Chinese scientists develop durable, inexpensive electrocatalyst made of FeNiSi alloy

A group of material scientists from Dalian University of Technology in Dalian, China, has manufactured an electrocatalyst using an inexpensive ferric-nickel silicide (FeNiSi) alloy and simple methods to effectively decrease the energy required to generate clean hydrogen from water.

The alloy also reduces the energy required to generate oxygen from water, making the catalyst bifunctional.

The researchers published their study in Nano Research Energy.

“What really limits the development and practical application of water electrolysis technology is electrocatalytic materials,” said Yifu Zhang, senior author of the study and researcher in the School of Chemistry at Dalian University of Technology. “At present, common catalysts, such as precious metals, are mostly single-function catalysts, which limits the practical application of water electrolysis for hydrogen production. Therefore, the research and development of efficient, stable, cheap and environmentally friendly bifunctional electrocatalytic materials is a primary goal in the field of electrocatalysis.”

Transition metal silicide alloys are unique compounds that are commonly used in energy-related fields, are cheaply produced and show promise as potential electrocatalysts. These alloys are made from transition metals, which are excellent catalysts that freely donate and accept electrons in chemical reactions, and silicone atoms, which enhance the stability, heat resistance and accessibility of alloy transition metal atoms when electricity is applied.

Iron and nickel, two transition metals, are well-suited for use in a transition metal silicide for water splitting. “Nickel silicide has been deeply studied for its low resistance and high metal activity, especially in electrochemical fields. In addition, many recent studies have shown that Fe-Ni based materials have considerable potential in the field of electrochemical water splitting. The aim of this work was to develop a low-cost, environmentally friendly route to prepare iron nickel silicide as a bifunctional electrolytic water catalyst (EWS),” said Zhang.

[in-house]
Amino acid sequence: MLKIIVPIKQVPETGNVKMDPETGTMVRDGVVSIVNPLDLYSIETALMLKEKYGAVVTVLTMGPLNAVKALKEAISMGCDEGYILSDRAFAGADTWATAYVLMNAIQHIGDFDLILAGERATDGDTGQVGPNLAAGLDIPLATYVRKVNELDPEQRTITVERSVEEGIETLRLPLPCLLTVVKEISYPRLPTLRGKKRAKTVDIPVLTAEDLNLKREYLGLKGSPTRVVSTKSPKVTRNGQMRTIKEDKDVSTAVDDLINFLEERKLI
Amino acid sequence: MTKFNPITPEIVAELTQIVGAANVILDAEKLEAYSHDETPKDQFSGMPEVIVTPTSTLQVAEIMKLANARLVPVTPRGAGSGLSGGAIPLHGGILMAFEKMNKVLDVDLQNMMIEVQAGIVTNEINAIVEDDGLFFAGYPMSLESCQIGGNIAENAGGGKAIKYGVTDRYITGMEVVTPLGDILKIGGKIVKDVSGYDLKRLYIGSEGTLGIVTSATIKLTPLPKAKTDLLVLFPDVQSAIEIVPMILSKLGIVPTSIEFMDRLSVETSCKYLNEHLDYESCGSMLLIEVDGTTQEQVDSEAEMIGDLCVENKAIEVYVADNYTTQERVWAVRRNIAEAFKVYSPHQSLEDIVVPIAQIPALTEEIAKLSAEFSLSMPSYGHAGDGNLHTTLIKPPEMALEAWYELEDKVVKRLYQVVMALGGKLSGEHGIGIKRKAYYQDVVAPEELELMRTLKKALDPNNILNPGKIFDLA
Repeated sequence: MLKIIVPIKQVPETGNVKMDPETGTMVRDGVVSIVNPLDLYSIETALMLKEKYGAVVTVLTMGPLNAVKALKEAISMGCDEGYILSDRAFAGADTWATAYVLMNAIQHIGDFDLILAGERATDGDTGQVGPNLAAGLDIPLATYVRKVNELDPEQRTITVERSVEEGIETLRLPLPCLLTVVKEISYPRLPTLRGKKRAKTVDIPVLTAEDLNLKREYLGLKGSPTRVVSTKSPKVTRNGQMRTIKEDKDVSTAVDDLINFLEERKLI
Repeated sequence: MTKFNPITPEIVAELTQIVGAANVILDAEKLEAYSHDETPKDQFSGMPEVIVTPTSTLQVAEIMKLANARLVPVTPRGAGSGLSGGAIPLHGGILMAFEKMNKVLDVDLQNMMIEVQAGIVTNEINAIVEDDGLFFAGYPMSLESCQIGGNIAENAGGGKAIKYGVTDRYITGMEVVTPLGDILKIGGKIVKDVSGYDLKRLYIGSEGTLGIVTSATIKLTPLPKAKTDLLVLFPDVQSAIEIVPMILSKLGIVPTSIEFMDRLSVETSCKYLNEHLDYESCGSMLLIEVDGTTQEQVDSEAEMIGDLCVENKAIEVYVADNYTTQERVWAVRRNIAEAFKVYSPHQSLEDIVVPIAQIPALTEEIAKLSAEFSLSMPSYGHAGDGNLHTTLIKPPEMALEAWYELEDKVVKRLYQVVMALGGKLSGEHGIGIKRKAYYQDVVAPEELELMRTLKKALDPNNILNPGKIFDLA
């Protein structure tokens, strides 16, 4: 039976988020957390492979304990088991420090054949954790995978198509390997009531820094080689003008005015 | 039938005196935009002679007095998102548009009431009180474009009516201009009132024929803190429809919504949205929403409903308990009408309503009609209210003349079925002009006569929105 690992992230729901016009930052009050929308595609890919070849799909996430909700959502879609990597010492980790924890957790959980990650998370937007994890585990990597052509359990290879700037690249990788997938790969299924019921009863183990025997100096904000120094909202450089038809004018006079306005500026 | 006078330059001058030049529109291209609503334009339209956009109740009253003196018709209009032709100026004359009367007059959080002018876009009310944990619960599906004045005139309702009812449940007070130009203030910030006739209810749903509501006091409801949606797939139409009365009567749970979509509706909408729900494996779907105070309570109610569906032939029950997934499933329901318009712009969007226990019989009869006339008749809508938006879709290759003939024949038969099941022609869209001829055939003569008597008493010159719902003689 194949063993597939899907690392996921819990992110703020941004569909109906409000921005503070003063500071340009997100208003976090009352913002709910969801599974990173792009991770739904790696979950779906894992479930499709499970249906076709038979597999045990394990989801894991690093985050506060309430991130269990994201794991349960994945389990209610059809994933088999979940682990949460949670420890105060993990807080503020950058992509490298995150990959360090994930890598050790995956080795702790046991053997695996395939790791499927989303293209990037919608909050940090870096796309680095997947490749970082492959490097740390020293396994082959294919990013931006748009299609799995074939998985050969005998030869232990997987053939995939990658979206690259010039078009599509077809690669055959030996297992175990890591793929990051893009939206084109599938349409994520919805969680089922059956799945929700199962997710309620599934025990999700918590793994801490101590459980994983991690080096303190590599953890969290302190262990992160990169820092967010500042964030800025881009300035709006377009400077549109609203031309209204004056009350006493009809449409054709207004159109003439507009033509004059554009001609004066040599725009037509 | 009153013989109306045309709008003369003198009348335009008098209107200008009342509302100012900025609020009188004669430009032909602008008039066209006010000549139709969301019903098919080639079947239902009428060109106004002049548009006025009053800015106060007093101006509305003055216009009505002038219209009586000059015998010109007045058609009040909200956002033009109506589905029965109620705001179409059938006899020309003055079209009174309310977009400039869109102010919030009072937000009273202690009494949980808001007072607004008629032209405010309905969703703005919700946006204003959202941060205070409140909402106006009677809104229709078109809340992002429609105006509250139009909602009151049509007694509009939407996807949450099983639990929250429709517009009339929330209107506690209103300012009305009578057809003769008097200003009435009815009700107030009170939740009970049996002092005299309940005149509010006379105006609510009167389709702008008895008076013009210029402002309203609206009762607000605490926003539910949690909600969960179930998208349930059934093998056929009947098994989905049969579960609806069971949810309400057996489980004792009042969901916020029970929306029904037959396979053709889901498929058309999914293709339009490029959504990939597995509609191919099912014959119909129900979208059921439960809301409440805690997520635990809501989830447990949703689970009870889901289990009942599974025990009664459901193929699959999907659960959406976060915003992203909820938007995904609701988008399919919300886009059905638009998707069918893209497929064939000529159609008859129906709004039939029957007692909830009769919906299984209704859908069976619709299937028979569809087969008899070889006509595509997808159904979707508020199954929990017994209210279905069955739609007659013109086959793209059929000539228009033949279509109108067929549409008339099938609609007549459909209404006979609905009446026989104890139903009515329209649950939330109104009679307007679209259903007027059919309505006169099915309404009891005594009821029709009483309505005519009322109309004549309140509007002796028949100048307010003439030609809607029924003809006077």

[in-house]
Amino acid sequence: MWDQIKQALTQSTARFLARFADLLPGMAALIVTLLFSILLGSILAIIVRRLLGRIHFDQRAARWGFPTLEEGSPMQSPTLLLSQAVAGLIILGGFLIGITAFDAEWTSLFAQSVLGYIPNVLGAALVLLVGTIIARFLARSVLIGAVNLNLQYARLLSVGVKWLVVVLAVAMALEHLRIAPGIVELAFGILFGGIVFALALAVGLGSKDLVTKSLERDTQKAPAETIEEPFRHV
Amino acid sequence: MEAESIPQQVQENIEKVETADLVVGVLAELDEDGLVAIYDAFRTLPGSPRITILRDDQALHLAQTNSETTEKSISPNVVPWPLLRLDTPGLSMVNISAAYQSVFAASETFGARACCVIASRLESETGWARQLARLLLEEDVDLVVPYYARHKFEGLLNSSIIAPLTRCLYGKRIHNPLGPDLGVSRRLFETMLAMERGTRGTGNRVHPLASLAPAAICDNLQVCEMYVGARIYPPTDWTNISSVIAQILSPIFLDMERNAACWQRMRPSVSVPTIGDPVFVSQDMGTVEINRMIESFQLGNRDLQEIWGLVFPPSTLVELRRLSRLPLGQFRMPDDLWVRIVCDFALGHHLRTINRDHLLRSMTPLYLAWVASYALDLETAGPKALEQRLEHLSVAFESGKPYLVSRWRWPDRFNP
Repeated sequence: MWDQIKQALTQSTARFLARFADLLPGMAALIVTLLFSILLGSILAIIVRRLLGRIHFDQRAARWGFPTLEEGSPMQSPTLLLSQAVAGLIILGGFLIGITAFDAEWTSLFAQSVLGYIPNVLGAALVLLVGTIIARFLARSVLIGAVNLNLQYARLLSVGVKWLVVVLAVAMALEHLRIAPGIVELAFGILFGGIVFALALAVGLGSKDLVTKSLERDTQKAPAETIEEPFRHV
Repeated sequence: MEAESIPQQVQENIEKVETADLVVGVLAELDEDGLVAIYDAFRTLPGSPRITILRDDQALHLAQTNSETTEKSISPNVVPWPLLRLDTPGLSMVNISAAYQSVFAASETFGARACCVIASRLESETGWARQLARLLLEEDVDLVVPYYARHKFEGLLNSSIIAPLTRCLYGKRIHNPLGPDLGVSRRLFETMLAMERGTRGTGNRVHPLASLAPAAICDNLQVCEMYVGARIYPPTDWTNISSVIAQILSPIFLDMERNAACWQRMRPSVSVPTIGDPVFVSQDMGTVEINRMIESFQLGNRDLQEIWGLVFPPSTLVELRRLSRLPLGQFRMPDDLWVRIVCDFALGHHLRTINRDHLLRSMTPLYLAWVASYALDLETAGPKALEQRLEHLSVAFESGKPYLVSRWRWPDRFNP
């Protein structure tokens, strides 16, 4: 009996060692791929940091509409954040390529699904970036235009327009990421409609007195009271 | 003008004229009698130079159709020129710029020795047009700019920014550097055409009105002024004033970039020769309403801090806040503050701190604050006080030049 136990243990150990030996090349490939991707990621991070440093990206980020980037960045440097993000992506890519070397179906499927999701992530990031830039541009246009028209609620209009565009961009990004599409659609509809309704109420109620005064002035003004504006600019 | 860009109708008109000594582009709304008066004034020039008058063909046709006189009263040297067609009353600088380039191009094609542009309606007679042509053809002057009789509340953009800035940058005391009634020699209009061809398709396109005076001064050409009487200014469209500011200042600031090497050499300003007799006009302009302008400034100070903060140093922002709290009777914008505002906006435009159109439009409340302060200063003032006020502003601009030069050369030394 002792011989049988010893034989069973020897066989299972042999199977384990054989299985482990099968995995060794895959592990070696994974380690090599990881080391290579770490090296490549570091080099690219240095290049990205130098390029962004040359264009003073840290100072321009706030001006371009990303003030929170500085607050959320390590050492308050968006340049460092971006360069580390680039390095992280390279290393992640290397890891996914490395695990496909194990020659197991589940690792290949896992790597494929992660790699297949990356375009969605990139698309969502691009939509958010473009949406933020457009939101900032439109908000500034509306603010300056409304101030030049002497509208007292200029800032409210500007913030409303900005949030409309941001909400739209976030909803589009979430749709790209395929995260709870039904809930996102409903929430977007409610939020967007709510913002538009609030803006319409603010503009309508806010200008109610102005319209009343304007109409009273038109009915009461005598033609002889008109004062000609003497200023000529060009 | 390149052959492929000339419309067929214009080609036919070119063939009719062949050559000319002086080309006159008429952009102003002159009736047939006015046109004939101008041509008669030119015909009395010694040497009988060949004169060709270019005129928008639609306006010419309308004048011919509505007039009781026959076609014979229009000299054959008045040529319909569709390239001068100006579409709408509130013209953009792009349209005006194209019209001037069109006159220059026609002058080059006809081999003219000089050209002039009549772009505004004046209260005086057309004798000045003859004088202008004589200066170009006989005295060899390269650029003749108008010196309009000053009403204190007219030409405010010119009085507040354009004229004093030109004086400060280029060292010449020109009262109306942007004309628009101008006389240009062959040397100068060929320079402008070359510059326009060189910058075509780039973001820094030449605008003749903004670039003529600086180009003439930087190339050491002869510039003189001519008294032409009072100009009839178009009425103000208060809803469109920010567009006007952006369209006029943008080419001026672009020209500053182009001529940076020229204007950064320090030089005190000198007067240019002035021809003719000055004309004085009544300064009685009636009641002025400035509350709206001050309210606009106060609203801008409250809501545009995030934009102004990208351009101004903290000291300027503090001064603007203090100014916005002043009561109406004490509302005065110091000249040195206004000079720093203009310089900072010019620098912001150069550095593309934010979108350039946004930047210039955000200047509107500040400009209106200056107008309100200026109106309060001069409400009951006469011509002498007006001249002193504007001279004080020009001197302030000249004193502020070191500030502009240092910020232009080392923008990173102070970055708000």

The research team manufactured FeNiSi in two steps. First, natural clay magadiite, a source of silicon, iron chloride and nickel chloride were heated under pressure to create a ferric-nickel silicate. The ferric-nickel silicate was then combined and heated with magnesium and sodium chloride (table salt) to develop the ordered structure of the FeNiSi alloy. Importantly, this was the first time a metallic silicide alloy had been manufactured using this type of chemical reaction, using metallic silicates as a reaction material.

Electron microscopy and X-ray characterization techniques revealed that the manufacturing process created many pore structures in the final FeNiSi alloy, increasing its surface area and overall electrocatalytic performance. The FeNiSi alloy lowers the potential required to split oxygen and hydrogen from water by 308 mV for the oxygen evolution reaction (OER) and 386 mV for the HER, respectively, at a current of 10 mA·cm⁻². The electrocatalyst also demonstrated sufficient durability after 15 hours of use.

The research team looks forward to FeNiSi and other transition metal silicates contributing to the synthesis of clean hydrogen gas for future energy needs.

“This work not only provides an easy method for the synthesis of intermetallic silicide with considerable porous structures but also allows the intermetallic silicide to be considered as a bifunctional electrocatalyst for EWS. Low-cost and efficient intermetallic silicide electrocatalysts will provide new opportunities for renewable energy conversion,” said Zhang.

Other contributors include Xuyang Jing, Yang Mu, Zhanming Gao and Xueying Dong from the School of Chemistry at Dalian University of Technology in Dalian, China; Changgong Meng from the School of Chemistry and the College of Environmental and Chemical Engineering at Dalian University of Technology; and Chi Huang from the College of Chemistry and Molecular Sciences at Wuhan University in Wuhan, China.

HTW Editorial Team

HTW Editorial Team

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